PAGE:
On February 12th, organizations in New York, Boston, Philadelphia, and Los Angeles called on CVS to unlock condoms in all communities. We are very happy that your corporation has taken a positive first step by unlocking condoms in its Philadelphia and Boston stores. However, it is crucial that this same access be provided to consumers in all cities and in all communities.
We urge CVS to put the health of our communities first and adopt a written policy that ensures condoms are permanently unlocked in all communities across the country, regardless of race.
Please consider the following staggering statistics, evidence of the public health crisis our communities face:
• Nationwide, HIV/AIDS is the No. 1 killer of black American women between 25 and 34. And rates (of infection) for Hispanic women nationally are four times those of white women, while rates for black women are 15 times those of white women.
• Over the past decade, gay men and other men who have sex with men face rising rates of HIV infection, with the highest rates in young black gay and bisexual men. Nearly half - 46% - of Black gay and bisexual men are believed to already be infected.
• A sexually active teenager who doesn't use contraceptives has a 90% chance of becoming pregnant within one year, and approximately 750,000 teens become pregnant each year.
• Every year 3 million teens acquire an STD.
Clearly we cannot afford to stigmatize or limit access to condoms, creating unnecessary barriers to safe-sex practices. Your closest competitor, Walgreens, has a policy against locking up condoms in any of its stores. We hope that you will follow Walgreens’ lead in promoting better health practices in all communities.
We stand with communities across the country in saying “Cure CVS Now!” We will continue to keep a watchful eye on CVS and its role in providing care to our communities.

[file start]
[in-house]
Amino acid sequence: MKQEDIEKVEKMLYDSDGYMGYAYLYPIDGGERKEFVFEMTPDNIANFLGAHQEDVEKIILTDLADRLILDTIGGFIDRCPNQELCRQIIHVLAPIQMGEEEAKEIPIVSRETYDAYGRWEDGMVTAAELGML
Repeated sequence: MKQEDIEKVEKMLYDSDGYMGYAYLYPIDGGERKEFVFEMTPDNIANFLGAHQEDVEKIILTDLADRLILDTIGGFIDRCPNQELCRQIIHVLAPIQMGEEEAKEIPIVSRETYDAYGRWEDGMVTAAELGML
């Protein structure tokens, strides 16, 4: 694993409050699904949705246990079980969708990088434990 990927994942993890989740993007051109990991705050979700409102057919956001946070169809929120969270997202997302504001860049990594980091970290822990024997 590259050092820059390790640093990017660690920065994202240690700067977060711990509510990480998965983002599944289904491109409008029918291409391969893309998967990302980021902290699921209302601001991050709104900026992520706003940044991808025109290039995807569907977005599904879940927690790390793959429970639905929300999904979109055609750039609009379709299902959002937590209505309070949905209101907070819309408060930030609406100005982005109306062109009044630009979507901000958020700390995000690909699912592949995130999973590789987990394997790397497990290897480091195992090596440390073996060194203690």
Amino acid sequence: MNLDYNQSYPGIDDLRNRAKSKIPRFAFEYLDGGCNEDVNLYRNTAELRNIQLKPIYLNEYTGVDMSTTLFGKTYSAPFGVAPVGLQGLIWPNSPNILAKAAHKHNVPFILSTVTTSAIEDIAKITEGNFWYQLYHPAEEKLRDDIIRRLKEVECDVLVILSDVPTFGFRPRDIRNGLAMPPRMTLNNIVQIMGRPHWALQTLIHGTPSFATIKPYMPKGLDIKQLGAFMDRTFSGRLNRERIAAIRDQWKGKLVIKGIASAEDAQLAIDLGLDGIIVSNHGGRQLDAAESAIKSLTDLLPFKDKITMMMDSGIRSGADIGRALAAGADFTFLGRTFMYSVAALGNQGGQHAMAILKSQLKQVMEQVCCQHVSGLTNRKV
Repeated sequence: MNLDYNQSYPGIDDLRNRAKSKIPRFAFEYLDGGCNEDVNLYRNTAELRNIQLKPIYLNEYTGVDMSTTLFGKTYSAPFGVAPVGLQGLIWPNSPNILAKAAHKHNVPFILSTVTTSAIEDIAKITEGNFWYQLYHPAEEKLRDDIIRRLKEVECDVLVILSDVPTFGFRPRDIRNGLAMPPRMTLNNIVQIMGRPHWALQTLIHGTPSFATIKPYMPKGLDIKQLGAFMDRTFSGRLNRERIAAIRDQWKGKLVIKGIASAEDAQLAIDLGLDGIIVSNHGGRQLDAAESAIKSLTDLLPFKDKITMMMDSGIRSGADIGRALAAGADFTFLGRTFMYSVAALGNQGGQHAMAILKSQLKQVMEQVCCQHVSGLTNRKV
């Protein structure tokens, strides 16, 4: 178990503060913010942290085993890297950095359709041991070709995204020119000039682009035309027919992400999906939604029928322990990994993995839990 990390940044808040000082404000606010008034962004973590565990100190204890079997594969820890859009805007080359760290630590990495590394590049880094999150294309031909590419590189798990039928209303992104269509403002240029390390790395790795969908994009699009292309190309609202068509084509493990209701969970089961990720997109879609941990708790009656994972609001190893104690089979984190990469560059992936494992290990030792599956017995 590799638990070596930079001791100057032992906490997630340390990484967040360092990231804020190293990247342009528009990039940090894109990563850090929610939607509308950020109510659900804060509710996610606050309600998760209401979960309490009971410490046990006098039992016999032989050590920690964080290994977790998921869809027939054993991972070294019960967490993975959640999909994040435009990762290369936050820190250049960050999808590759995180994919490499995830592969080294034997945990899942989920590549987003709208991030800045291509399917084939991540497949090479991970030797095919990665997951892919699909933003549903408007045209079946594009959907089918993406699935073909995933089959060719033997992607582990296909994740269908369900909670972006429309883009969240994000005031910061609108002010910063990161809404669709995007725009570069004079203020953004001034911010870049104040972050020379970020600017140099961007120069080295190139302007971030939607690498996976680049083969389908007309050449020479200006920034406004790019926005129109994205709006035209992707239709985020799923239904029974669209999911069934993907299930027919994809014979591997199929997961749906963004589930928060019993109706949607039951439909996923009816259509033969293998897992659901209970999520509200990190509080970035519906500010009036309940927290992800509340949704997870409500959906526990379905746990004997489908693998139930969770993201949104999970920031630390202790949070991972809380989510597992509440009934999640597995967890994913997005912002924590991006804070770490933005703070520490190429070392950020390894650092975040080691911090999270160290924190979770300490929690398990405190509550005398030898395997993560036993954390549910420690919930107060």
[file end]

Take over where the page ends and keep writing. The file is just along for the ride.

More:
Karen Bojar
President, Philadephia chapter of the National Organization for Women.

Phildelphia NOW joins campaign against CVS for offering expired goods for sale

Shelley R. Smith, Esq., City Solicitor
City of Philadelphia Law Department
City Solicitor’s Office
One Parkway, 1515 Arch Street, 17th Floor
Philadelphia, PA 19102-1595

Dear Ms. Smith,

I am writing on behalf of the Philadephia chapter of the National Organization for Women.

A few months ago our members learned that CVS--the nation’s largest retail drugstore--has been repeatedly caught offering expired goods for sale including medicine, milk, eggs and even infant formula. We were particularly shocked to discover that quite a few of the expired products on CVS shelves are made for infants and children.
CVS’ expired goods problem was documented here in Philadelphia and cities throughout the country. The Attorneys General in both New York and California called on CVS to stop selling expired products.

In early January of this year, reporter Joyce Evans from Fox 29 exposed the continued presence of expired products for sale at CVS stores in Philadelphia. In response to her inquiries, CVS claimed to have addressed this serious problem.
Unfortunately, it has recently come to my attention that despite the public outrage and regulatory scrutiny directed at CVS, Philadelphia residents are still finding expired products on local CVS shelves!

Examples of expired products Philadelphia consumers recently found include CVS brand Non-Drowsy Allergy Relief (expired December 2007, purchased March 4, 2009) and Infants Mylicon Gas Relief (expired March of 2007, purchased January 29, 2009) among others.

Philadelphia residents deserve protection from this potentially harmful practice. Not only is selling expired goods against CVS’ own policy, but it threatens the safety and health of consumers. As City Solicitor of Philadelphia we ask that you help protect Philadelphia consumers. Please make CVS clean up their act!

Karen Bojar
President, Philadephia chapter of the National Organization for Women.